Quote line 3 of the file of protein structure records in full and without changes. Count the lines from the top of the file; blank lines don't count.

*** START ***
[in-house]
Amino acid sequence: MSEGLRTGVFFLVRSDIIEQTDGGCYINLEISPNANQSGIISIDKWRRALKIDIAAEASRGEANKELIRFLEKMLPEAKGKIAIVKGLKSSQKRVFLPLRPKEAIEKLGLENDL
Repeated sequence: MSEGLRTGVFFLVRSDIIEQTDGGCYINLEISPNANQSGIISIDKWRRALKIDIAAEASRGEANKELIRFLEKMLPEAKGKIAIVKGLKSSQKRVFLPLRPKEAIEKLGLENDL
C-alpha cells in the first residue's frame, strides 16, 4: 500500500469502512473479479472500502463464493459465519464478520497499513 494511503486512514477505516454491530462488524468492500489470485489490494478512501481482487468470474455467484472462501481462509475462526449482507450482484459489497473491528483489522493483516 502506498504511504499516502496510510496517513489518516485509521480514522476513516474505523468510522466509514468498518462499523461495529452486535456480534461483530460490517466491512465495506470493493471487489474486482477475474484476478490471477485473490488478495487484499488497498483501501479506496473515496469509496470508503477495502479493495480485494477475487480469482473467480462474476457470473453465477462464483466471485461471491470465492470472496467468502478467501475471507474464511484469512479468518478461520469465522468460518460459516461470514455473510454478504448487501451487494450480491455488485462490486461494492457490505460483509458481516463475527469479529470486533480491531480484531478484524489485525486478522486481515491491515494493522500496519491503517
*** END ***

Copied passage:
Repeated sequence: MSEGLRTGVFFLVRSDIIEQTDGGCYINLEISPNANQSGIISIDKWRRALKIDIAAEASRGEANKELIRFLEKMLPEAKGKIAIVKGLKSSQKRVFLPLRPKEAIEKLGLENDL